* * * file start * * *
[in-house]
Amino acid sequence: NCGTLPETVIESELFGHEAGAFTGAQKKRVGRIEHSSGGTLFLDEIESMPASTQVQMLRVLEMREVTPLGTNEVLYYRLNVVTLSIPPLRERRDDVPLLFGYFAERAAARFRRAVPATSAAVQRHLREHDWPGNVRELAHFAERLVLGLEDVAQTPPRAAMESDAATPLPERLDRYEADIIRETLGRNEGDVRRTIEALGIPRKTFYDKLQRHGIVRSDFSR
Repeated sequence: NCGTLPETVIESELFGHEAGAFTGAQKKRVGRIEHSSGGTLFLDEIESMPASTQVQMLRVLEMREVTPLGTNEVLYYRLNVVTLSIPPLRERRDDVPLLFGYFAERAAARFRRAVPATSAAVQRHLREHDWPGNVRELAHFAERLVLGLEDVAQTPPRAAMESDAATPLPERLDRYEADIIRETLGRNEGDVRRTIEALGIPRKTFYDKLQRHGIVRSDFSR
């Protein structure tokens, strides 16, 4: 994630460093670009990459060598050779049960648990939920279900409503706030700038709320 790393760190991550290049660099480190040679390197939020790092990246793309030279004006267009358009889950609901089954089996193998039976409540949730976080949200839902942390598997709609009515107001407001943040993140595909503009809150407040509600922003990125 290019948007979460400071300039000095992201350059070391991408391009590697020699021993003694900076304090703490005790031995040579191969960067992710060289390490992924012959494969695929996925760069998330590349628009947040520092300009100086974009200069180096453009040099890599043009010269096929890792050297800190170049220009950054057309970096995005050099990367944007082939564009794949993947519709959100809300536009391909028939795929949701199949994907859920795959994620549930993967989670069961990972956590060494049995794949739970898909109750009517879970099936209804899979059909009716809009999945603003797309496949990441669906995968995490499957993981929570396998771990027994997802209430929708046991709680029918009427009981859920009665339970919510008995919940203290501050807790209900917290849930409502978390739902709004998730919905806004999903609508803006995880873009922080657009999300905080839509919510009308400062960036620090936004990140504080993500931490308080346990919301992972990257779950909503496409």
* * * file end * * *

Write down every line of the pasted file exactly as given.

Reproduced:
[in-house]
Amino acid sequence: NCGTLPETVIESELFGHEAGAFTGAQKKRVGRIEHSSGGTLFLDEIESMPASTQVQMLRVLEMREVTPLGTNEVLYYRLNVVTLSIPPLRERRDDVPLLFGYFAERAAARFRRAVPATSAAVQRHLREHDWPGNVRELAHFAERLVLGLEDVAQTPPRAAMESDAATPLPERLDRYEADIIRETLGRNEGDVRRTIEALGIPRKTFYDKLQRHGIVRSDFSR
Repeated sequence: NCGTLPETVIESELFGHEAGAFTGAQKKRVGRIEHSSGGTLFLDEIESMPASTQVQMLRVLEMREVTPLGTNEVLYYRLNVVTLSIPPLRERRDDVPLLFGYFAERAAARFRRAVPATSAAVQRHLREHDWPGNVRELAHFAERLVLGLEDVAQTPPRAAMESDAATPLPERLDRYEADIIRETLGRNEGDVRRTIEALGIPRKTFYDKLQRHGIVRSDFSR
């Protein structure tokens, strides 16, 4: 994630460093670009990459060598050779049960648990939920279900409503706030700038709320 790393760190991550290049660099480190040679390197939020790092990246793309030279004006267009358009889950609901089954089996193998039976409540949730976080949200839902942390598997709609009515107001407001943040993140595909503009809150407040509600922003990125 290019948007979460400071300039000095992201350059070391991408391009590697020699021993003694900076304090703490005790031995040579191969960067992710060289390490992924012959494969695929996925760069998330590349628009947040520092300009100086974009200069180096453009040099890599043009010269096929890792050297800190170049220009950054057309970096995005050099990367944007082939564009794949993947519709959100809300536009391909028939795929949701199949994907859920795959994620549930993967989670069961990972956590060494049995794949739970898909109750009517879970099936209804899979059909009716809009999945603003797309496949990441669906995968995490499957993981929570396998771990027994997802209430929708046991709680029918009427009981859920009665339970919510008995919940203290501050807790209900917290849930409502978390739902709004998730919905806004999903609508803006995880873009922080657009999300905080839509919510009308400062960036620090936004990140504080993500931490308080346990919301992972990257779950909503496409």